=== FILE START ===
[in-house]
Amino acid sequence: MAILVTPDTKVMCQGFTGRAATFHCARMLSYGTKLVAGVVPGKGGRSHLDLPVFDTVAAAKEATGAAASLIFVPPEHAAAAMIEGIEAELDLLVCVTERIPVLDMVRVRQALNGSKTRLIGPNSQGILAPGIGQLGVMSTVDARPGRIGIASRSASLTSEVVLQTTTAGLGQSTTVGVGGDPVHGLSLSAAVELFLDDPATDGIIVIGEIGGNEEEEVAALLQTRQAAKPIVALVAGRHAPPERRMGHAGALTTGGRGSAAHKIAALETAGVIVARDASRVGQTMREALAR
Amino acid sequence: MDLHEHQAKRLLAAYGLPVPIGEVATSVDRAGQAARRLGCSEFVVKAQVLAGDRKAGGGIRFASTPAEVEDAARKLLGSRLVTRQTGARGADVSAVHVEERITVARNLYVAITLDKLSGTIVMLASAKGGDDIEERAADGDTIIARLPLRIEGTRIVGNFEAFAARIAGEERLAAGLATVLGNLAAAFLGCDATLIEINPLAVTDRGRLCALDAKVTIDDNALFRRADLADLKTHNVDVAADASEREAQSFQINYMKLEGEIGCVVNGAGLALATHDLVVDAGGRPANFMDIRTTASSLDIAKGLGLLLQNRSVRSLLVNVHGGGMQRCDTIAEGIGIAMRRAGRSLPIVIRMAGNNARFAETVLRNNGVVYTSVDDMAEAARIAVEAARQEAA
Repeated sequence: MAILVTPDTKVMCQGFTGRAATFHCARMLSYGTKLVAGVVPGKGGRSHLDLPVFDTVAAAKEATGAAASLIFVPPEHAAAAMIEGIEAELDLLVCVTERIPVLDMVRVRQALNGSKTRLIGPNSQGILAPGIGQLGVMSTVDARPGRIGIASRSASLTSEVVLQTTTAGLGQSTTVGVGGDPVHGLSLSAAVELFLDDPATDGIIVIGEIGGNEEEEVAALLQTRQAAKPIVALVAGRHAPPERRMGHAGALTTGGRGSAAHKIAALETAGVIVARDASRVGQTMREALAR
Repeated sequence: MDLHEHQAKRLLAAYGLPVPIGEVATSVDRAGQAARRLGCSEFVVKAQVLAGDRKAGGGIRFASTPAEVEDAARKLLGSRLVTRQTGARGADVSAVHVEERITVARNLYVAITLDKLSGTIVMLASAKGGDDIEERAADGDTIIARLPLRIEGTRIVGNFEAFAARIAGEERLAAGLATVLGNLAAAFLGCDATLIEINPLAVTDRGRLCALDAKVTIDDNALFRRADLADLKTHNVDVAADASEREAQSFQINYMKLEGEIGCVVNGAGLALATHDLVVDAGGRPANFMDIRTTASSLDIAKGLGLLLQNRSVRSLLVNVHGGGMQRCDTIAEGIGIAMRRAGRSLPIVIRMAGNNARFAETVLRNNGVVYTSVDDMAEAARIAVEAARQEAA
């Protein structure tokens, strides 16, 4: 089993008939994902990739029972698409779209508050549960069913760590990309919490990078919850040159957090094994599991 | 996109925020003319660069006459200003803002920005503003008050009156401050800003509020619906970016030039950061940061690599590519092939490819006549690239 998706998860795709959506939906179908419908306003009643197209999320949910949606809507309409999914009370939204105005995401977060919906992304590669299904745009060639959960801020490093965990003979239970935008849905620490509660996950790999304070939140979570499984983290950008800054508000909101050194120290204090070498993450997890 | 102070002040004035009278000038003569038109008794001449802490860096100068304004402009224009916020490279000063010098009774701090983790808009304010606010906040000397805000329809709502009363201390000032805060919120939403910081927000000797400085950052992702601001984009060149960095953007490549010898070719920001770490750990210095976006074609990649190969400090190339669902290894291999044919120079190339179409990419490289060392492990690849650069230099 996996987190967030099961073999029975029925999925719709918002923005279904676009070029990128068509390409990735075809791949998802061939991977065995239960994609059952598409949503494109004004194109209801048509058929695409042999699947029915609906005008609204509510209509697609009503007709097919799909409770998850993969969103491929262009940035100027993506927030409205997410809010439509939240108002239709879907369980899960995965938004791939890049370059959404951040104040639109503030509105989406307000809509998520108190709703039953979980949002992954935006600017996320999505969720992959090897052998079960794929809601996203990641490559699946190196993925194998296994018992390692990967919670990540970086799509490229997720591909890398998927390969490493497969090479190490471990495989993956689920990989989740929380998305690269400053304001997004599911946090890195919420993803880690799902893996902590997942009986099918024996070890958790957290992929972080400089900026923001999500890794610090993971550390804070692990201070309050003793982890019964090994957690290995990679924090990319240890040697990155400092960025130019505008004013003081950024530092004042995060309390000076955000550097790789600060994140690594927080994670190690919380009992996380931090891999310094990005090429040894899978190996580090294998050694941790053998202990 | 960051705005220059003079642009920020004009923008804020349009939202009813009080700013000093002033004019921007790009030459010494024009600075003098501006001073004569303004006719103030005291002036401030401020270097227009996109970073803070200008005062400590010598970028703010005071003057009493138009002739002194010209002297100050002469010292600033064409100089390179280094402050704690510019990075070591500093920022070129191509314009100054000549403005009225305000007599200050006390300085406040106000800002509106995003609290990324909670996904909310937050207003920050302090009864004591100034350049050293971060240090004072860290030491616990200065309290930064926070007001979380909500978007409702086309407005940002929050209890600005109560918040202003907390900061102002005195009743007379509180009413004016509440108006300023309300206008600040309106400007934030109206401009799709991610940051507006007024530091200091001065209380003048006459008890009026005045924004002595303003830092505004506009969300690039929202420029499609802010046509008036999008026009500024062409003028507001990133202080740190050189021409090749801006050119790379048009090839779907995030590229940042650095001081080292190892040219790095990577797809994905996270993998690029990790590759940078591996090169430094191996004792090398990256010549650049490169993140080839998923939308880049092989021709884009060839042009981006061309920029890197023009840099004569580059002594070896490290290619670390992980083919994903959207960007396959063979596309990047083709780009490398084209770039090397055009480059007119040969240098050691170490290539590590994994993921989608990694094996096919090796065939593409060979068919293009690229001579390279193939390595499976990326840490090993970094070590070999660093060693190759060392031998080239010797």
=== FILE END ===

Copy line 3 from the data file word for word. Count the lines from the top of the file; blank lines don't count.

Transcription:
Amino acid sequence: MDLHEHQAKRLLAAYGLPVPIGEVATSVDRAGQAARRLGCSEFVVKAQVLAGDRKAGGGIRFASTPAEVEDAARKLLGSRLVTRQTGARGADVSAVHVEERITVARNLYVAITLDKLSGTIVMLASAKGGDDIEERAADGDTIIARLPLRIEGTRIVGNFEAFAARIAGEERLAAGLATVLGNLAAAFLGCDATLIEINPLAVTDRGRLCALDAKVTIDDNALFRRADLADLKTHNVDVAADASEREAQSFQINYMKLEGEIGCVVNGAGLALATHDLVVDAGGRPANFMDIRTTASSLDIAKGLGLLLQNRSVRSLLVNVHGGGMQRCDTIAEGIGIAMRRAGRSLPIVIRMAGNNARFAETVLRNNGVVYTSVDDMAEAARIAVEAARQEAA